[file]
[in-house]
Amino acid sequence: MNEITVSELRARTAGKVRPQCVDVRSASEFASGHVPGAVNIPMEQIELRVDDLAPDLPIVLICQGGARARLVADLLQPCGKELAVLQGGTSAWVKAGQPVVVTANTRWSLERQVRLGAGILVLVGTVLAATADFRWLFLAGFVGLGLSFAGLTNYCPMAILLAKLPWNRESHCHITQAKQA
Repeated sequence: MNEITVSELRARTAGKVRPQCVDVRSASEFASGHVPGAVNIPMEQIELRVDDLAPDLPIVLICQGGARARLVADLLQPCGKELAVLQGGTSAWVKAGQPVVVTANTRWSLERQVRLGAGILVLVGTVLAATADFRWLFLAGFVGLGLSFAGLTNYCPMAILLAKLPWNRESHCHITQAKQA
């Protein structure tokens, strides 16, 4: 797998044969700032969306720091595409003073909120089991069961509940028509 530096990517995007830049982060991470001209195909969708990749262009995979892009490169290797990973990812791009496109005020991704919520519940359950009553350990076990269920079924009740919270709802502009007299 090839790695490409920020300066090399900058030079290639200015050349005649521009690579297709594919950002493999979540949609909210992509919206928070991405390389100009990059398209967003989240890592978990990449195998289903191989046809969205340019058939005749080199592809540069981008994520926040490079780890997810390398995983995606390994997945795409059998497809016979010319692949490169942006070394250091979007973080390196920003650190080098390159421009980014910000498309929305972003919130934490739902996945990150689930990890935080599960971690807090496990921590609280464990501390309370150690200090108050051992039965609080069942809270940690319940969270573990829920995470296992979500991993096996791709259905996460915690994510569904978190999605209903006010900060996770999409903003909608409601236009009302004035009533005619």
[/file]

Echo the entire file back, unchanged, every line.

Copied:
[in-house]
Amino acid sequence: MNEITVSELRARTAGKVRPQCVDVRSASEFASGHVPGAVNIPMEQIELRVDDLAPDLPIVLICQGGARARLVADLLQPCGKELAVLQGGTSAWVKAGQPVVVTANTRWSLERQVRLGAGILVLVGTVLAATADFRWLFLAGFVGLGLSFAGLTNYCPMAILLAKLPWNRESHCHITQAKQA
Repeated sequence: MNEITVSELRARTAGKVRPQCVDVRSASEFASGHVPGAVNIPMEQIELRVDDLAPDLPIVLICQGGARARLVADLLQPCGKELAVLQGGTSAWVKAGQPVVVTANTRWSLERQVRLGAGILVLVGTVLAATADFRWLFLAGFVGLGLSFAGLTNYCPMAILLAKLPWNRESHCHITQAKQA
């Protein structure tokens, strides 16, 4: 797998044969700032969306720091595409003073909120089991069961509940028509 530096990517995007830049982060991470001209195909969708990749262009995979892009490169290797990973990812791009496109005020991704919520519940359950009553350990076990269920079924009740919270709802502009007299 090839790695490409920020300066090399900058030079290639200015050349005649521009690579297709594919950002493999979540949609909210992509919206928070991405390389100009990059398209967003989240890592978990990449195998289903191989046809969205340019058939005749080199592809540069981008994520926040490079780890997810390398995983995606390994997945795409059998497809016979010319692949490169942006070394250091979007973080390196920003650190080098390159421009980014910000498309929305972003919130934490739902996945990150689930990890935080599960971690807090496990921590609280464990501390309370150690200090108050051992039965609080069942809270940690319940969270573990829920995470296992979500991993096996791709259905996460915690994510569904978190999605209903006010900060996770999409903003909608409601236009009302004035009533005619």